First Deputy Speaker of Parliament Joseph Osei Owusu on has urged citizens of Ghana to be up to their responsibilities of nation-building as they demand Government to fulfil its obligations to them.
“When we discuss government responsibility, we hardly discuss citizens’ responsibility,” he said, with a reminder that development comes at a cost, which people must be willing to bear.
Mr Osei Owusu, gave the reminder in Accra, when the Parliament of Ghana in collaboration with the Westminster Foundation for Democracy observed this year’s Commonwealth Day celebration, where he spoke as Special Guest of Honour.
Ghana joined the rest of former British colonized nations to celebrate Commonwealth Day 2020 on Monday, 09 March.
Activities for the celebration worldwide included; debates, school assemblies, flag raising ceremonies, street parties, cultural events and a multicultural, multi-faith service at Westminster Abbey in London.
The celebration, which was held at the National Theatre in Accra, was on the theme: “Delivering a Common Future; Connecting, Innovating and Transforming.,”
The event saw six universities, which reached the finals from among 20 tertiary institutions from a debate by the organisers on whether “Ghana Beyond Aid”, a flagship programme of the Government of Ghana was not a mere political sloganeering.
Mr Osei Owusu stressed that development and other social services had their prices, for which someone must eventually pay for, demanding that every citizen lived up to the desired civic responsibilities.
The First Deputy Speaker, who is also the MP for Bekwai observed that there was evolution of political and governance systems in Ghana – from chieftaincy, colonial rule, one party state, military rule, but the practice of democracy had come to stay for almost three decades now because of the openness the Constitution allowed.
He said under democratic governance, there was diversity of opinions no matter how outrageous they might be, and allowed everyone to take part in the decision making governance process either directly or their representatives.
Democracy also allows a group of people to form a political party, sell their ideas and those elected to implement their ideas.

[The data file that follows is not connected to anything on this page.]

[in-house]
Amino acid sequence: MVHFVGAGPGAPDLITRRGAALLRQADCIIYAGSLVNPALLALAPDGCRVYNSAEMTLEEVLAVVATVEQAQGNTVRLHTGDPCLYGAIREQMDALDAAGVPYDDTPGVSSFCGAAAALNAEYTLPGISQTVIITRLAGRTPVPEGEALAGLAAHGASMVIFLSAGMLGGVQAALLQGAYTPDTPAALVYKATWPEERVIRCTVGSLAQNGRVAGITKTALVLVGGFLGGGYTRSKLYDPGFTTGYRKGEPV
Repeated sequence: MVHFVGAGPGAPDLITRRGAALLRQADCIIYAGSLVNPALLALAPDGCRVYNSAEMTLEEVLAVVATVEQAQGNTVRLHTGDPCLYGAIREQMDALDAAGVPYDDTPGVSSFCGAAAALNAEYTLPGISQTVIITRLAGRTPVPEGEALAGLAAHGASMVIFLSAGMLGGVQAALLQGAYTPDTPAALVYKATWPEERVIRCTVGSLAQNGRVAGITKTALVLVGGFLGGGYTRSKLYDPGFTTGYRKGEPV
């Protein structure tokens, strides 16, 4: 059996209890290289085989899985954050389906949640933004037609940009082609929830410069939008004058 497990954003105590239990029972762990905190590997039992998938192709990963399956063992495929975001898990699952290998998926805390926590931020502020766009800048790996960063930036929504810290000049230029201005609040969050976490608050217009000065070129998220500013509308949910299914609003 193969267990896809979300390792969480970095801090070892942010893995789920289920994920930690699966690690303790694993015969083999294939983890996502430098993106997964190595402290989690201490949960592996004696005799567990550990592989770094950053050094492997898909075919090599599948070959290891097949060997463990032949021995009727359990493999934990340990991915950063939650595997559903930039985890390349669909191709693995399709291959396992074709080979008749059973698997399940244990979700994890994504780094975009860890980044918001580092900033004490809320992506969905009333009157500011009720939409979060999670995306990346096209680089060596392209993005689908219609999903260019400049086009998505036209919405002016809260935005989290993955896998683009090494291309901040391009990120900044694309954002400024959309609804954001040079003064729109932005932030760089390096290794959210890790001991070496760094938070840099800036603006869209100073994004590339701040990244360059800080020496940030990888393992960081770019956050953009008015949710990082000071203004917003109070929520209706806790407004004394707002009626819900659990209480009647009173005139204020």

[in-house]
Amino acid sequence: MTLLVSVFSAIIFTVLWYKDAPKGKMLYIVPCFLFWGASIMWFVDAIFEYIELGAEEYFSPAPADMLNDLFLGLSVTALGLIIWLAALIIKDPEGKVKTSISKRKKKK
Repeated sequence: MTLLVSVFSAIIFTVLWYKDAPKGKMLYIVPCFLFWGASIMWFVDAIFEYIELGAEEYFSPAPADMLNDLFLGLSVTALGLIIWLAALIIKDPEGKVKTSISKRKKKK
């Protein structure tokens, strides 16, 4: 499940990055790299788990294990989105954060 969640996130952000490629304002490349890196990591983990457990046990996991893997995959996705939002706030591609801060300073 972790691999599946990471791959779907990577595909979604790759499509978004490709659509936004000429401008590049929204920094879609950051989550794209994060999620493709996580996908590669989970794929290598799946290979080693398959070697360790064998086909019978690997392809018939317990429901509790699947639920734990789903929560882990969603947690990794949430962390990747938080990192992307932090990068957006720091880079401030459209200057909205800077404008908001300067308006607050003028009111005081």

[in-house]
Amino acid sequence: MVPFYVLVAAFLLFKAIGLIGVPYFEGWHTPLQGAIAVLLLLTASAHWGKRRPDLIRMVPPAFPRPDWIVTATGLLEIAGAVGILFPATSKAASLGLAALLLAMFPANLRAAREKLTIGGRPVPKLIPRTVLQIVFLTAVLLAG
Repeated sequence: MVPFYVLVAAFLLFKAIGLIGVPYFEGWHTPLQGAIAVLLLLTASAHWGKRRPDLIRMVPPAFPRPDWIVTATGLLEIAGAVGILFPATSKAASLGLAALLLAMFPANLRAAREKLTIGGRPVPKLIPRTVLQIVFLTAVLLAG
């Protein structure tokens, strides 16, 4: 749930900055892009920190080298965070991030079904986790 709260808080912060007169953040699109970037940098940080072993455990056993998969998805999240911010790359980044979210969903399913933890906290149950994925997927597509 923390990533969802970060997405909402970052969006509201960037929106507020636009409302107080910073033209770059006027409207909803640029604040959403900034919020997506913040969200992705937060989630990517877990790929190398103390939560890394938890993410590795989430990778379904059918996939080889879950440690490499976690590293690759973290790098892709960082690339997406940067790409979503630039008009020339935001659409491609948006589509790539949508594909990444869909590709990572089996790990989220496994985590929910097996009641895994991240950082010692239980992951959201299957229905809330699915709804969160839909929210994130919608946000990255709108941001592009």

He called on the youth to get involved in national discussions, and bring on board their inputs even though the aged population would be cumbersome or tardy.
And at exactly 12 noon, the Special Guest of Honour read a message from Queen Elizabeth II, Head of the Commonwealth to mark the 2020 Commonwealth Day.
The Queen urged people and countries of the Commonwealth to be inspired by what was common among them, what they shared and move forward with a fresh resolve to enhance the influence of the Commonwealth for the good of mankind.
“As members of this very special community, on this Commonwealth Day, I hope that the people and countries of the Commonwealth will be inspired by all that we share, and move forward with fresh resolve to enhance the Commonwealth’s influence for good in our world,” the Queen said.
She said on Commonwealth occasions, “It is always inspiring to be reminded of the diversity of the people and countries that make up the worldwide Commonwealth Family,” with lessons on of the many associations and influences that combine through Commonwealth connection, helping the nations “to imagine and deliver a common future.”
Queen Elizabeth II described as particularly striking “when we see people from nations, large and small, gathering for the Commonwealth Games, for meetings of Commonwealth governments, and on Commonwealth Day.
“Such a blend of traditions serves to make us stronger, individually and collectively, by providing the ingredients needed for social, political and economic resilience.
She said throughout her life, she had had the opportunity to see and hear how membership of the Commonwealth family meant so much to those living in all parts of the world, often in places that were quite remote.
Advances in technology and modern media enabled many more people to witness and enjoy – with remarkable immediacy – this experience of Commonwealth connection, in areas such as education, medicine and conservation.
And looking to the future, this connectivity means we are also aware, perhaps as never before, that wherever we live, our choices and actions affect the well-being of people and communities living far away, and in very different circumstances.
She added that the awareness created awakened a desire to employ planet’s natural resources with greater care, and “it is encouraging to see how the countries of the Commonwealth continue to devise new ways of working together to achieve prosperity, whilst protecting our planet.”
And on the results of the debate, Central University, which spoke for the motion emerged winners for 2020 with 346.5, with the University of Ghana placing second with 345.5 points.
The winning institution was given a gold trophy with undisclosed amount; the second, a silver trophy.
Kwame Nkrumah University of Science and Technology came third with 336.5; University of Cape Coast fourth with 292 points; Presbyterian University College, Agogo Campus fifth with 284 points and Presbyterian University College, Abetifi Campus sixth with 264 points.